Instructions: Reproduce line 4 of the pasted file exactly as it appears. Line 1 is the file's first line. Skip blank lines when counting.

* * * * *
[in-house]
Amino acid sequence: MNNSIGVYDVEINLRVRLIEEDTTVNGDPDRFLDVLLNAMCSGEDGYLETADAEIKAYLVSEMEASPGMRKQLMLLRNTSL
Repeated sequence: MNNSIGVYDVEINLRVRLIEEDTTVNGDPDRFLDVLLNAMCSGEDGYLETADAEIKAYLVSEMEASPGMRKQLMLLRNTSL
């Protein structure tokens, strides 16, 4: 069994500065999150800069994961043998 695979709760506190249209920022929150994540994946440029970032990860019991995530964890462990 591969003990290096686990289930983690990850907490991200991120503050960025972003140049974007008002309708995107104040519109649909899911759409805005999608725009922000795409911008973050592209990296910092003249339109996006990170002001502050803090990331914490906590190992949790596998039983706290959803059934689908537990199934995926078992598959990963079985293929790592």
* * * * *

């Protein structure tokens, strides 16, 4: 069994500065999150800069994961043998 695979709760506190249209920022929150994540994946440029970032990860019991995530964890462990 591969003990290096686990289930983690990850907490991200991120503050960025972003140049974007008002309708995107104040519109649909899911759409805005999608725009922000795409911008973050592209990296910092003249339109996006990170002001502050803090990331914490906590190992949790596998039983706290959803059934689908537990199934995926078992598959990963079985293929790592």